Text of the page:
Personally, I think it was the experience that I had when I watched The Lion King and I was confused, as was I watching something on the discovery or the Nat Geo Channel, or was I watching? And it really it put me in a comfortable situation. I'm not gonna lie mhm. And the way the where the research is going when when we when visual animators look at this and I'm looking at the quote, a compelling area for this research, it was what occurs when mismatches between the robots appearance and their behavior. And I think you could replace the word robot with financial institution. The level of disconnect between our appearance is being we're so connected and we're care about you. But our behavior and our image ing doesn't match up. We say that we're really we say that we want to be personalized, but our image ing completely contradicts that. That puts us squarely in this uncanny valley perceptually for our customers to think that there's something just not right there. They're they're just they're not walking the talk there that they don't believe what they're saying. We become cliche, we become ignored and even more so. We become kind of like you're the enemy. You're not working for me. All banks are bad. All of them should go away. What's the difference with credit unions? Or they're just a bank with a different kind of tax structure. We all get put in the same bucket. We all get put away because we're not really people can sense the disconnect between our words and our images. They see that difference and want no part of it. That Z that's is the Valley I think we're moving through right now. We can get our way out of and people are doing it, But it needs to happen faster. Technology has transformed our world, and digital has changed the way consumers shop for and buy financial services forever. Now, consumers make purchase decisions long before they walk into a branch if they walk into a branch at all. But your financial brand still wants to grow loans and deposits. We get it. Digital growth can feel confusing frustrating and overwhelming for any financial brand marketing and sales leader. But it doesn't have Thio because James Robert wrote the book that guides you every step of the way along your digital growth journey. Visit www dot digital growth dot com to get a preview of his best selling book, Banking on Digital Growth, or order a copy right Now for you and your team from Amazon. Inside you'll find a strategic marketing manifesto that was written to transform financial brands, and it is packed full of practical and proven insights you can start using today to confidently generate 10 times more loans and deposits. Now back to the show. I'm a process that for a little bit, because that is a really big problem. And I mean even the whole line like, yeah, it puts me in a comfortable situation. Something just doesn't feel right. Something seems off. And then I start to classify you the financial brand as the enemy, because now we can look at this as basic story structure, art type narrative. Let's like Joseph Campbell, the hero with 1000 faces There can on Lee be one hero in a story. The second hero that's introduced is always the antagonistic, the It's Darth Vader, the heroes Luke. But there's another very important role that has Thio have a story. So you have the hero of the anti hero, and then we have the guide. So if we're using images of the people in the communities are account holders are members are small businesses. We're positioning them as the heroes is the stories we tell, which makes it easier for us to take on the role of the helpful guide. Yeah, yeah, absolutely. It does. And you know, that's we construct that...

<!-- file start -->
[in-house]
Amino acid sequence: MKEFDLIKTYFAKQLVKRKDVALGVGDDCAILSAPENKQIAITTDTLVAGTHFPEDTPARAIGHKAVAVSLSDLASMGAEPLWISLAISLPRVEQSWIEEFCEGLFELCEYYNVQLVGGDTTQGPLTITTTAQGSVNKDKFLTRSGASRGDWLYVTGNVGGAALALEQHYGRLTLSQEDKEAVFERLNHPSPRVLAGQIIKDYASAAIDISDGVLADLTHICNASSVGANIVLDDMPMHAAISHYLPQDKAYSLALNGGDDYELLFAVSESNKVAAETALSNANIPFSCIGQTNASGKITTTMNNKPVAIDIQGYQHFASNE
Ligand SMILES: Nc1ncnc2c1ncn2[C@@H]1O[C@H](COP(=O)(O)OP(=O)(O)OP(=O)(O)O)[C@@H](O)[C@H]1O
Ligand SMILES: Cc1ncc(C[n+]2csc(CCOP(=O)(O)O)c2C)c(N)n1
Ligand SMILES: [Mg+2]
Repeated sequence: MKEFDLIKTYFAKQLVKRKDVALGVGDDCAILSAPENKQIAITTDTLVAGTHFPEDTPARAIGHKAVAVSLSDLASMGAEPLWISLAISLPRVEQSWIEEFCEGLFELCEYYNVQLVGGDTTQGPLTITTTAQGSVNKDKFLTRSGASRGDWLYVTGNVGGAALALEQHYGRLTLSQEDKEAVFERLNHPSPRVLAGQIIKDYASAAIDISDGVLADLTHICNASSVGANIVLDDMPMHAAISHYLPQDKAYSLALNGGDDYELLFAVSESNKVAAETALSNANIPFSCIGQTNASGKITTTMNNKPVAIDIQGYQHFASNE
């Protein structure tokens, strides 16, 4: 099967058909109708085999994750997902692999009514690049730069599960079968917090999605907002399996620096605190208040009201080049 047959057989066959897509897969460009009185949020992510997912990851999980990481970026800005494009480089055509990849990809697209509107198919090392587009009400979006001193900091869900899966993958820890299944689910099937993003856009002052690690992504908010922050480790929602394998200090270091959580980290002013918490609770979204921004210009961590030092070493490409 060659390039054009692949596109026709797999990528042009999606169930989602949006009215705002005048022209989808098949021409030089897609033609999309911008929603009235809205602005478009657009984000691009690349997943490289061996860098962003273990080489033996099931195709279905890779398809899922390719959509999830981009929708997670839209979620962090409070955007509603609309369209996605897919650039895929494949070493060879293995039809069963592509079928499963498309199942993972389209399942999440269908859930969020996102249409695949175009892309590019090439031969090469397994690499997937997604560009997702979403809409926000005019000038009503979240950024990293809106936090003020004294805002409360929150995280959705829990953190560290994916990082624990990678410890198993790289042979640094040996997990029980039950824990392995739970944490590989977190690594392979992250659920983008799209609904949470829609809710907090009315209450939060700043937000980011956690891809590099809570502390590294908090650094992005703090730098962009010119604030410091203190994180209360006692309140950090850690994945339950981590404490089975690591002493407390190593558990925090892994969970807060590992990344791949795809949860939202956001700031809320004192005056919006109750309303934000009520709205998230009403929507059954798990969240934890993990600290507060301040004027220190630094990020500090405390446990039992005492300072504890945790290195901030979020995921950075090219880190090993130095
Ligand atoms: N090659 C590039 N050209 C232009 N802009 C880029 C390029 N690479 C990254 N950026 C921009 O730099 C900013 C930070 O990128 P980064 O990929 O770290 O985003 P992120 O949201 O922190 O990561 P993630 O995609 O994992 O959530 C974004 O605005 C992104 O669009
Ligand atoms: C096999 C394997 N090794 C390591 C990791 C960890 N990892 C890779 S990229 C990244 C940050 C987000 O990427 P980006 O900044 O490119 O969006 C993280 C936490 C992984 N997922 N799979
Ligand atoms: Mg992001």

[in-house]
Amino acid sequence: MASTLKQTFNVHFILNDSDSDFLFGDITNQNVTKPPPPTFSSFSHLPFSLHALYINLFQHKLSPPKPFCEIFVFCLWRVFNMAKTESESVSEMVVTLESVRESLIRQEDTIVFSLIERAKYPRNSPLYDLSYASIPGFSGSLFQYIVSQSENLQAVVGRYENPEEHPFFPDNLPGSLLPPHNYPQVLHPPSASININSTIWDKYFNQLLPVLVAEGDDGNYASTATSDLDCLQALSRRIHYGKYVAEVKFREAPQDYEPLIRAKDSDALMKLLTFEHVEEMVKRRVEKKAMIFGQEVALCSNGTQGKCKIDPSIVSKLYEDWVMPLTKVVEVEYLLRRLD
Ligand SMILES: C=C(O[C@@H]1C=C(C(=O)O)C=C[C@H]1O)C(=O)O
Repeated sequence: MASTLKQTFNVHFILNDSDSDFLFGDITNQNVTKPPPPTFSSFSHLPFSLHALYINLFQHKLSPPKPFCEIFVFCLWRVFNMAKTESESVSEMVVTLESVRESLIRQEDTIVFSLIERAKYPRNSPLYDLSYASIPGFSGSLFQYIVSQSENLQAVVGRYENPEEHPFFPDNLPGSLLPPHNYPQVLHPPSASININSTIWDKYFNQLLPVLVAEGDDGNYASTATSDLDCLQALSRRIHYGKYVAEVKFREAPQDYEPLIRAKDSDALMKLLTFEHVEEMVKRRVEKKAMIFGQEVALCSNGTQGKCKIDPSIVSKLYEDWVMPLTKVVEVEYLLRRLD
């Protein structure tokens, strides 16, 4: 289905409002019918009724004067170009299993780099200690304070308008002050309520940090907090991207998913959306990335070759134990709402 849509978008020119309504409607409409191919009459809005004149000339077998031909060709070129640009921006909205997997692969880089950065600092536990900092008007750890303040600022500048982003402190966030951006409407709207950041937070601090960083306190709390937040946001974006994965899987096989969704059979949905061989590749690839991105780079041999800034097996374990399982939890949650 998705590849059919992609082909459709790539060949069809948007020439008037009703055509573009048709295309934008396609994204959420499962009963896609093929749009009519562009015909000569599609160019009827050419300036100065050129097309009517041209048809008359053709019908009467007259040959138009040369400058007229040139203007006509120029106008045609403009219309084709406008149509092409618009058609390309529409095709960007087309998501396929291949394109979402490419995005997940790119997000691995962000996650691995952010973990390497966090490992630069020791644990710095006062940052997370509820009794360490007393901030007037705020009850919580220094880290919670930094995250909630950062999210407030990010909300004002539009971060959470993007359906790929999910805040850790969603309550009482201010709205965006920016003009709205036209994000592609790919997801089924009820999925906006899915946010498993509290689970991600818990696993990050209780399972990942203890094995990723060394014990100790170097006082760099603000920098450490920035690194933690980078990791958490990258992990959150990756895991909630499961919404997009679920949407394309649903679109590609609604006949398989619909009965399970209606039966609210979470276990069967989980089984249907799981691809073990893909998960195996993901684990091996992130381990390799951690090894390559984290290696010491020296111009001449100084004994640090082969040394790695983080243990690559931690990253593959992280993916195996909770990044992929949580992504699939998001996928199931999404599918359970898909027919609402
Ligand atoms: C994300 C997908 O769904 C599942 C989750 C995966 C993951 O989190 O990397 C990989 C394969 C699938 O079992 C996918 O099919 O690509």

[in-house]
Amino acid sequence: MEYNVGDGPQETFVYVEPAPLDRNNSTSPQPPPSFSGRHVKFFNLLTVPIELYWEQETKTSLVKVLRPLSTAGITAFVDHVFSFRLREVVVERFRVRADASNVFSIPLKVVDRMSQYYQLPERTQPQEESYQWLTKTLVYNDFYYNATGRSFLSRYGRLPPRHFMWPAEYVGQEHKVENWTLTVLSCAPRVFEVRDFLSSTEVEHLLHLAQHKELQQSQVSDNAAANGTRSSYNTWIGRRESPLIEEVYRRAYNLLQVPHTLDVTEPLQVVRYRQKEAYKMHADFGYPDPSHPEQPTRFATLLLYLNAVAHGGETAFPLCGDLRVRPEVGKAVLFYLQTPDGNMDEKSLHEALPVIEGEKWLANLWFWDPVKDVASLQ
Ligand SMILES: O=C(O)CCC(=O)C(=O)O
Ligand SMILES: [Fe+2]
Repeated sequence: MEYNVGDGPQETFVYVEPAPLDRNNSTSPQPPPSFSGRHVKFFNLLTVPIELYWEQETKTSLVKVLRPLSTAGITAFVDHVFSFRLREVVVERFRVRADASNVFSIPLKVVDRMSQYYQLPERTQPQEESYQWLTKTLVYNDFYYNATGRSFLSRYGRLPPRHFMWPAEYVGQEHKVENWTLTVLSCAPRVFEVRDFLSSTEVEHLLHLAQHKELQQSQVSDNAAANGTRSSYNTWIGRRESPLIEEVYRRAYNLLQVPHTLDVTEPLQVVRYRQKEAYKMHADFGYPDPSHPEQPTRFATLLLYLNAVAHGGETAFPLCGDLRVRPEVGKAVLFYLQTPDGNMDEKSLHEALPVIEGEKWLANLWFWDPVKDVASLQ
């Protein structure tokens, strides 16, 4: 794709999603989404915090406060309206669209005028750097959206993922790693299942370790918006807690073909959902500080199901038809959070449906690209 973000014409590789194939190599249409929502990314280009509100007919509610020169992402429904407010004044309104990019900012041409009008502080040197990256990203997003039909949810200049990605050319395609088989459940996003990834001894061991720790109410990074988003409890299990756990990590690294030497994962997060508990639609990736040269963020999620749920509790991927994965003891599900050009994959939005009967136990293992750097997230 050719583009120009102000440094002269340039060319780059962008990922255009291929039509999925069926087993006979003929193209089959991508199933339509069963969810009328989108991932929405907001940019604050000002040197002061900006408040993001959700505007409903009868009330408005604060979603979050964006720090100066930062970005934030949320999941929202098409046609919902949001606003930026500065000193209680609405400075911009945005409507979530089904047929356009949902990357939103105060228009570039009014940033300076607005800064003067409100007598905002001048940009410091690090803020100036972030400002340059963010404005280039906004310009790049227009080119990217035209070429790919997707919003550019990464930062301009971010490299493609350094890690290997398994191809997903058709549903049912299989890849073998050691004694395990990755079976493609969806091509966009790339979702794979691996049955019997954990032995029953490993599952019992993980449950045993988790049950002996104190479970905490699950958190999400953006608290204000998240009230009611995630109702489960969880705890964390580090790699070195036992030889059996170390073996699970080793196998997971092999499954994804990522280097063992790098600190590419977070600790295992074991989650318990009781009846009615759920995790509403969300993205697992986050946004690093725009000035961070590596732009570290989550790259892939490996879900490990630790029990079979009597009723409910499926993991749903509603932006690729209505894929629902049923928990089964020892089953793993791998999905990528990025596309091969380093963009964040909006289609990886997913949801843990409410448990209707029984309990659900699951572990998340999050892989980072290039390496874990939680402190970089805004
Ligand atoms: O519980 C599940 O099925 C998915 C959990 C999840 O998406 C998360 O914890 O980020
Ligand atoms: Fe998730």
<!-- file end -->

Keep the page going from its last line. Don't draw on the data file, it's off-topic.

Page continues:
...narrative. And when we especially now when people's narratives have been so radically disrupted when they're looking at their coverage and they're wondering, how am I going to be able to eat when business owners have this promise of Hey, you can get these loans and this assistance, But things are not working the way that they're supposed Thio they're looking for. They're gonna put okay, is this institution Are they my my guide or my villain? Because that's what the hero is going to dio. That's significant person that comes in. They're going to make that immediate decision. Is this person here to help me Or are they here to harm me? And in that hero's during the nuance there, the mentor, the guide figures, always a hero that's completed his journey and is now making more heroes. That's what that's what guides Dio the antagonistic, if you Will is a mentor or is a is a wannabe hero that refused mentor ship that refused any sort of guide, and you see that played out in literature all the time. So the extent to which that financial institutions issue any sort of any sort of guide, or people saying You need to get better at this because emperor, your naked and you need to cover some stuff up the extent to which the financial institutions especially are saying, don't know we got this. We know what our people want. Besides, those images really aren't that important anyway, because they're cheap. We could get 1000 images like three bucks. How you know, how difficult can it be? Those institutions that ignore guidance there, the villain in the story period 100% and the hero during his journey, the point where he dips where he goes almost to the dark side is when he fires his mentor. It always happens. Luke did it. Daniel didn't look any movie, that with a hero figure in it. And they will want to fire their guide. Why? Because the guide was bad because the guide was telling them something that the hero didn't want to hear. Force change. That's That's the inflection point that we're at right now. The organizations that we're going to take good advice from pros like you that realized guys were broken. We have an opportunity to just hit control. Ought to do something different. Those the ones they're going to make it the ones that think that Oh, what could possibly happen? How bad can this be? You will be. You are on the dust pile of history. You're already at the bottom of their wallet. You're soon going to be in the dustbin. You're just you're a dinosaur that's already died, and you don't realize that your next move is to fall down. That's the point that we're at right now. I'm gonna put my CFO had on my CEO had on once again and the like. Philosophically. I get it. I started to connect with you when you're talking those numbers with the moving company. Um, I'm gonna I'm gonna put some more numbers to that because I think in the study it was this moving company added $10,000 a month to the bottom line, $120,000 per year. Hypothetically speaking, we apply this thinking. We humanize our digital experience with real people, real stories, real videos. We do away with the shiny, happy stock people. Hypothetically, I invest $20,000 to just a product line that $20,000 though with that same type of thinking, becomes $120,000 over the course of a year. But then does that exponential factor because those stories and narratives have some life to them. Maybe a year, maybe two years. Then we come back and we revisit the current environment. Talk me through a process that I could think about bringing this type of perspective into my own financial brand, making it reality. So I would think that first of all, when we look at this kind of visual storytelling, this is we have to view it as something that is not optional, and I equate it to you it is your organisation's dress code on, I will ask anybody that says, Show me the r a. Y from this, which is a completely...